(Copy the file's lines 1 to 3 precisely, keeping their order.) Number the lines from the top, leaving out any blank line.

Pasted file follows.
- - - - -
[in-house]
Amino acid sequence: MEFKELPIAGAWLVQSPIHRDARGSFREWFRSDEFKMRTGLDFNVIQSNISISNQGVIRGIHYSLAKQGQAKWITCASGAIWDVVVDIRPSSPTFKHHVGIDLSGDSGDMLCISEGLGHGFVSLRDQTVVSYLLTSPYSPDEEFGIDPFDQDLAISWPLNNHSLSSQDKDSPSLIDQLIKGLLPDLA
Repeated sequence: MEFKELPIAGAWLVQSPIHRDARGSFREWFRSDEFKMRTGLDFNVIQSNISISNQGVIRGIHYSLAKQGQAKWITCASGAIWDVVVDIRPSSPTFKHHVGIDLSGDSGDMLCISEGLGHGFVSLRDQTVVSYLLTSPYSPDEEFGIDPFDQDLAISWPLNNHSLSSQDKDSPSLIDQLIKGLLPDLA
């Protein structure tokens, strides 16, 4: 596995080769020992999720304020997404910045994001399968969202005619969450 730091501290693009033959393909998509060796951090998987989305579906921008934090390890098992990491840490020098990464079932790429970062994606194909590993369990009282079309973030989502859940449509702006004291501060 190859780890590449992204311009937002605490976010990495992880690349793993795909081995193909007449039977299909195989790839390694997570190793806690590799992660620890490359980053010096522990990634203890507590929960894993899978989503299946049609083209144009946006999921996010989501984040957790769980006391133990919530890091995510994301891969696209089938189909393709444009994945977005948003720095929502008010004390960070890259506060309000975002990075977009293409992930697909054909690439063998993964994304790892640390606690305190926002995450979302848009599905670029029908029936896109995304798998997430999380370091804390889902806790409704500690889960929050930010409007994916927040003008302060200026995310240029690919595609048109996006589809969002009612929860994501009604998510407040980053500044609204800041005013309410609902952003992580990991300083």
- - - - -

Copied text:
[in-house]
Amino acid sequence: MEFKELPIAGAWLVQSPIHRDARGSFREWFRSDEFKMRTGLDFNVIQSNISISNQGVIRGIHYSLAKQGQAKWITCASGAIWDVVVDIRPSSPTFKHHVGIDLSGDSGDMLCISEGLGHGFVSLRDQTVVSYLLTSPYSPDEEFGIDPFDQDLAISWPLNNHSLSSQDKDSPSLIDQLIKGLLPDLA
Repeated sequence: MEFKELPIAGAWLVQSPIHRDARGSFREWFRSDEFKMRTGLDFNVIQSNISISNQGVIRGIHYSLAKQGQAKWITCASGAIWDVVVDIRPSSPTFKHHVGIDLSGDSGDMLCISEGLGHGFVSLRDQTVVSYLLTSPYSPDEEFGIDPFDQDLAISWPLNNHSLSSQDKDSPSLIDQLIKGLLPDLA